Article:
25/03/2017 - 09:12

Belmont World Film presents two Brazilian movies in Belmont

Belmont World Film presents the New England premieres of two films in Portuguese—both directed by women—at the Studio Cinema in Belmont (376 Trapelo Road) as part of its 16th Annual International Film Series, “Transformation.”. Brazilian Director Anna Muylaert’s  Don’t Call Me Son, her follow up her award-winning The Second Mother, will screen on April 3, and Marília Rocha’s Where I Grow Old, a Brazilian-Portuguese co-production, will screen on Monday, April 17. Each film begins at 7:30 PM and is followed by a discussion. Both films are part of a series that features some of the world’s top films that depict changes in the status quo.

Winner of the Männer Reader Jury Award at the Berlin Film Festival, Don’t Call Me Son is a compassionate and witty observation of the turmoil of adolescence as well as the stress of family relations with a twist: after discovering the truth about being stolen by the woman he thought was his mother, a sexually-fluid teenage boy is forced to deal with the consequences of her actions while trying to cope with becoming part of his biological family. Francie Mandel, LICSW, and Director of Mental Health Services at the GeMS (Gender Management Services) program at Children’s Hospital Boston, will lead a discussion after the film. The film is co-presented by the Consulate General of Brazil in Boston.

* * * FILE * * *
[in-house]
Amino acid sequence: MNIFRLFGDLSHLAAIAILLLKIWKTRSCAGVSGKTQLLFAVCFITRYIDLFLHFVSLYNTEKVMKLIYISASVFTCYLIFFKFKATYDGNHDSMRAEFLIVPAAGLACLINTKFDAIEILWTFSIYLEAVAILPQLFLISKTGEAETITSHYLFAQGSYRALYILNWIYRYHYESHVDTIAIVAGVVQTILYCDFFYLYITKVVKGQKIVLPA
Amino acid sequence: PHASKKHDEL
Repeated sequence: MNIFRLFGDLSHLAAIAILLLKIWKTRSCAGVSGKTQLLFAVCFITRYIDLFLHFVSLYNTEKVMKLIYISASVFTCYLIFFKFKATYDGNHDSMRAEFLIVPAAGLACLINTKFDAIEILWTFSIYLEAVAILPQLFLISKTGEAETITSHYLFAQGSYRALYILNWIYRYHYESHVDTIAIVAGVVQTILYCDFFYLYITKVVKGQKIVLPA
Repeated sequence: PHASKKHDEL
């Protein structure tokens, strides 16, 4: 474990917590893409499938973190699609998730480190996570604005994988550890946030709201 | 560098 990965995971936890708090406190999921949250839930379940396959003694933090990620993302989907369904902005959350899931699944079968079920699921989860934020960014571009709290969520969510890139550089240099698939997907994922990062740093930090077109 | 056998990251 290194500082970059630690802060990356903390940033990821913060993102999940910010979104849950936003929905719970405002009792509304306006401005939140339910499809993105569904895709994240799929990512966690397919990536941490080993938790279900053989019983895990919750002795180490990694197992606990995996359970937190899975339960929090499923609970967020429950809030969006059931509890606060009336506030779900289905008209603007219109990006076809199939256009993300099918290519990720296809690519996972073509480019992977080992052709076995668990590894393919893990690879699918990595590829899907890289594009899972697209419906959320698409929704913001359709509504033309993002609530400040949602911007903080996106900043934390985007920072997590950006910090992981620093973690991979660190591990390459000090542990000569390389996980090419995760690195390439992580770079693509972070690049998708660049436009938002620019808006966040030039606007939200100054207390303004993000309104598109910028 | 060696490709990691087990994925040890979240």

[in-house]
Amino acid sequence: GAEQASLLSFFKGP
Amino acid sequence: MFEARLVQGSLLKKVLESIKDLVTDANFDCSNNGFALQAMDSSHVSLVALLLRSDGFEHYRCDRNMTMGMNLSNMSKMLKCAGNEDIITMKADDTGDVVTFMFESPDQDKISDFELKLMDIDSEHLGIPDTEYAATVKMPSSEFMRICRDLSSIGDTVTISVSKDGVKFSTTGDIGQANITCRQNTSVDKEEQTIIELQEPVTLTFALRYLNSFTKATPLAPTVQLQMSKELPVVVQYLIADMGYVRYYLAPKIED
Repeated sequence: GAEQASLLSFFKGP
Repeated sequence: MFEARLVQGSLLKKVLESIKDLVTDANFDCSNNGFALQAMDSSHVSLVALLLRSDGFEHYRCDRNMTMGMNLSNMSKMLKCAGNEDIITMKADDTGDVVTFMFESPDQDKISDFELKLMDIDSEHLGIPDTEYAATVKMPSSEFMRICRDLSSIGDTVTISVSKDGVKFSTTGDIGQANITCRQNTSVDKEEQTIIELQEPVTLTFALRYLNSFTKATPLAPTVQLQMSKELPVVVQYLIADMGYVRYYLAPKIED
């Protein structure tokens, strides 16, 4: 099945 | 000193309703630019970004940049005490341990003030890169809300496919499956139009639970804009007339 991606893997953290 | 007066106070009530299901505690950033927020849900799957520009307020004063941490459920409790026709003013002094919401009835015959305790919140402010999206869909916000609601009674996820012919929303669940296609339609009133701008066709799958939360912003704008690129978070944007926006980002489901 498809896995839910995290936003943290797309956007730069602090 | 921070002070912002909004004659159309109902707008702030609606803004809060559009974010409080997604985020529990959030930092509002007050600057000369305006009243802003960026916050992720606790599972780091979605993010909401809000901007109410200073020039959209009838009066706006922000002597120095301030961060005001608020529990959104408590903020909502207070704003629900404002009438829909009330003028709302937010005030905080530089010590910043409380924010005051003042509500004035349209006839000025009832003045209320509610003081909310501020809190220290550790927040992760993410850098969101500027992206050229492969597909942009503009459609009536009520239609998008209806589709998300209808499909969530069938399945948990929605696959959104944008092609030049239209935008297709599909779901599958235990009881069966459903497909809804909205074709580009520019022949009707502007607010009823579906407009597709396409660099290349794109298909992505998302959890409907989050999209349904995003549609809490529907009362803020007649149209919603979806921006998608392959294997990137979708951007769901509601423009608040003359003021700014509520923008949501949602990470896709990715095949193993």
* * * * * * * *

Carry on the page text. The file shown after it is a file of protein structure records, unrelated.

In Where I Grow Old, two female friends from Lisbon try to put down roots in Belo Horizonte, Brazil, but long for the familiarity of their native Lisbon even while the music of Caetano Veloso tries to seduce them to stay. Dr. José Rui Velez Caroço, Consul General of the Portuguese Consulate in Boston, will speak after the film about his experience living in Brazil. The screening is sponsored by the Boston Portuguese Festival and the Camoes Institute in Portugal.

“Half of this year’s films in the series are directed by women,” says Ellen Gitelman, Belmont World Film’s Executive Director. “In an industry lacking in female directors, this represents a huge transformation.”

Tickets are $11 general admission and $9 for students and seniors online at www.belmontworldfilm.org, and $12 and $10, respectively, at the door starting at 7:00 PM. The Belmont World Film “Passport” includes 8 admissions for $75 and can be shared with one other person.

Sponsors of  Belmont World Film’s 16th Annual  International Film Series include East Boston Savings Bank, Consulate General of the Federal Republic of Germany in Boston, Camoes Institute, Boston Portuguese Festival, Consulate General of Portugal in Boston, Whole Foods Market, Consulate General of Brazil in Boston, and Cambridge Reprographics. For more information, visit www.belmontworldfilm.org or call 617-484-3980.